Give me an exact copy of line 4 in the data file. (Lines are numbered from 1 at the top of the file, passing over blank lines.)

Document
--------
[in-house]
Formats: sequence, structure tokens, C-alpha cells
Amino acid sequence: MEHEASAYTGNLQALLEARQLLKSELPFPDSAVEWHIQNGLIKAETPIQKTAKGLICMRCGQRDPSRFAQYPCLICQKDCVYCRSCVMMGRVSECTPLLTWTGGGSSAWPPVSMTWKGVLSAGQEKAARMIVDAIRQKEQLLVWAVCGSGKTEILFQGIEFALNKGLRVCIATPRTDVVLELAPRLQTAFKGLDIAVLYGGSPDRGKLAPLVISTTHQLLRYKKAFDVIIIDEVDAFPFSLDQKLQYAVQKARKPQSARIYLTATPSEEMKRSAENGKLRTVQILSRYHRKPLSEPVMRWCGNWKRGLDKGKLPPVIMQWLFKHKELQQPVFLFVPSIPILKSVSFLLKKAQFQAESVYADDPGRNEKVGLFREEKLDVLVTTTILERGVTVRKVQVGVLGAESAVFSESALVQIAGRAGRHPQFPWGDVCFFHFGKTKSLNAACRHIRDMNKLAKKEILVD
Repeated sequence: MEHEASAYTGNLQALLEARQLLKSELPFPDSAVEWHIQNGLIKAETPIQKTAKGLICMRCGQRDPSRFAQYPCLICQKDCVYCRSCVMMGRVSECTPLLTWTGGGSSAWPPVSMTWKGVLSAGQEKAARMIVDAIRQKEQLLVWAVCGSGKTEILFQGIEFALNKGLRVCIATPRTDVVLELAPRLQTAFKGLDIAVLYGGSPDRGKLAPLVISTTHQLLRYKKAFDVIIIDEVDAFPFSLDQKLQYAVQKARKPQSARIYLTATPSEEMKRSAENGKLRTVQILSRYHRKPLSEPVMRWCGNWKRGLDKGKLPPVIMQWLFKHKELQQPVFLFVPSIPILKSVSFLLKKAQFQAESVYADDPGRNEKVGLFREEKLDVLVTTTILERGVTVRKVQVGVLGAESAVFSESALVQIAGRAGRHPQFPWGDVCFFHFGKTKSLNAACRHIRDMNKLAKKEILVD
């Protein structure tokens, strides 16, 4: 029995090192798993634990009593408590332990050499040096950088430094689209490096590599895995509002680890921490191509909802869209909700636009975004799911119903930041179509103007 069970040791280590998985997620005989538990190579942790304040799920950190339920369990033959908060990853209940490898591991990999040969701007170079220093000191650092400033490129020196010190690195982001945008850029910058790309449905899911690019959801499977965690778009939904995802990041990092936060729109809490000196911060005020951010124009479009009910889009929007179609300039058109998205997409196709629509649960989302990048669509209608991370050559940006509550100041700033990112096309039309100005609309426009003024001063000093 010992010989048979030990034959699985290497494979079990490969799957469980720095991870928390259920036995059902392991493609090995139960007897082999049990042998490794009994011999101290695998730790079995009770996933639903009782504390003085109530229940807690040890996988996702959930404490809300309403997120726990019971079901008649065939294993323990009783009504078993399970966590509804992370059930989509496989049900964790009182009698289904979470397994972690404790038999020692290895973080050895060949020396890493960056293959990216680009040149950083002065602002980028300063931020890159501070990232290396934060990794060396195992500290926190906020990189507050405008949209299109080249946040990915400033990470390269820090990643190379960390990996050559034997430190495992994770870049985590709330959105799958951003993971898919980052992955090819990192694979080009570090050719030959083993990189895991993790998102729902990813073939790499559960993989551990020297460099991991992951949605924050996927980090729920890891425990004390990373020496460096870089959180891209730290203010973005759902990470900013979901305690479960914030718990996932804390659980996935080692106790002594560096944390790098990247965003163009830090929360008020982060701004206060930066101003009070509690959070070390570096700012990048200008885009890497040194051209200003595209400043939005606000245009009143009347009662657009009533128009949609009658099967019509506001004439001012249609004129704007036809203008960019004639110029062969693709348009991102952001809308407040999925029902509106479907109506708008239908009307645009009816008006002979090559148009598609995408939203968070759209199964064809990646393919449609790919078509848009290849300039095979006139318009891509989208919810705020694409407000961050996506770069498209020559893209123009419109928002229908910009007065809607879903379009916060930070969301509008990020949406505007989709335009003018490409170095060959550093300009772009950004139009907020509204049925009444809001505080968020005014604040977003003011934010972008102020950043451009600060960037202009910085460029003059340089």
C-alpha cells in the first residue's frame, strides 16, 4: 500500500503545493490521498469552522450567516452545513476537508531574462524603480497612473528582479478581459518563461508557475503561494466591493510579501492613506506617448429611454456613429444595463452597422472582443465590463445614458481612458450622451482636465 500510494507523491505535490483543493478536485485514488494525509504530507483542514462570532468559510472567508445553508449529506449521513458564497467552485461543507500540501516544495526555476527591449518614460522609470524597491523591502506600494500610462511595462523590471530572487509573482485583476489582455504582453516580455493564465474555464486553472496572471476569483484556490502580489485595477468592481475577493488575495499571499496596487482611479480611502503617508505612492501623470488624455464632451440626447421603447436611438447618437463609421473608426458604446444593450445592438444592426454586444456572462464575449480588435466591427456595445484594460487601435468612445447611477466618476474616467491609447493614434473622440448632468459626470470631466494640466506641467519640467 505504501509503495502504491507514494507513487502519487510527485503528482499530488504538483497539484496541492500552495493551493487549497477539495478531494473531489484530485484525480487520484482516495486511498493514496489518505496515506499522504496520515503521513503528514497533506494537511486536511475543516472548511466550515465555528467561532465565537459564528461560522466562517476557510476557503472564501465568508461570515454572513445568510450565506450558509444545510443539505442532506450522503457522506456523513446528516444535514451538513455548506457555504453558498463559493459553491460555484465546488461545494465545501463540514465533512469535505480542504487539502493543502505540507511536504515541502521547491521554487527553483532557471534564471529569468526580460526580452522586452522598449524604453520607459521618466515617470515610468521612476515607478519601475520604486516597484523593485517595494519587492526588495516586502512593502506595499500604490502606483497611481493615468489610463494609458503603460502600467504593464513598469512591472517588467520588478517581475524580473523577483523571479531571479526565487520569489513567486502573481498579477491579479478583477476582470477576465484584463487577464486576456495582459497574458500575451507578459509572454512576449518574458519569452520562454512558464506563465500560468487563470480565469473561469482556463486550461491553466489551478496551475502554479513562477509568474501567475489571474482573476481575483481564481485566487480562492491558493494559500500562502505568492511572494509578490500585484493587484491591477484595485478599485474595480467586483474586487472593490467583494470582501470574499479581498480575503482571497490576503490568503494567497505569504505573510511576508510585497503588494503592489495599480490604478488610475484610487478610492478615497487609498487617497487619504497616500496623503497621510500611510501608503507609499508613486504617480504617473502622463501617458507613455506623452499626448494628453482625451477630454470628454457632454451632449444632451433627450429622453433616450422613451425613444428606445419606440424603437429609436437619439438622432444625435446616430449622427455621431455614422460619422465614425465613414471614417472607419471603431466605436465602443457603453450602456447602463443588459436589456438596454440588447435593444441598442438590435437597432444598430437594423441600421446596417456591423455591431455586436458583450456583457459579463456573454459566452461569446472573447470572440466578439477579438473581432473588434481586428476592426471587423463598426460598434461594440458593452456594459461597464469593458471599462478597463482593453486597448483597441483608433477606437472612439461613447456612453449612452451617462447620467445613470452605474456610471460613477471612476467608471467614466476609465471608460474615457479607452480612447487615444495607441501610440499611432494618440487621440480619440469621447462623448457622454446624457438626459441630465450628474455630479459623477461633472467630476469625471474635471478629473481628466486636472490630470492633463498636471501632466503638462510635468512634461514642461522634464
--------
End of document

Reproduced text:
Repeated sequence: MEHEASAYTGNLQALLEARQLLKSELPFPDSAVEWHIQNGLIKAETPIQKTAKGLICMRCGQRDPSRFAQYPCLICQKDCVYCRSCVMMGRVSECTPLLTWTGGGSSAWPPVSMTWKGVLSAGQEKAARMIVDAIRQKEQLLVWAVCGSGKTEILFQGIEFALNKGLRVCIATPRTDVVLELAPRLQTAFKGLDIAVLYGGSPDRGKLAPLVISTTHQLLRYKKAFDVIIIDEVDAFPFSLDQKLQYAVQKARKPQSARIYLTATPSEEMKRSAENGKLRTVQILSRYHRKPLSEPVMRWCGNWKRGLDKGKLPPVIMQWLFKHKELQQPVFLFVPSIPILKSVSFLLKKAQFQAESVYADDPGRNEKVGLFREEKLDVLVTTTILERGVTVRKVQVGVLGAESAVFSESALVQIAGRAGRHPQFPWGDVCFFHFGKTKSLNAACRHIRDMNKLAKKEILVD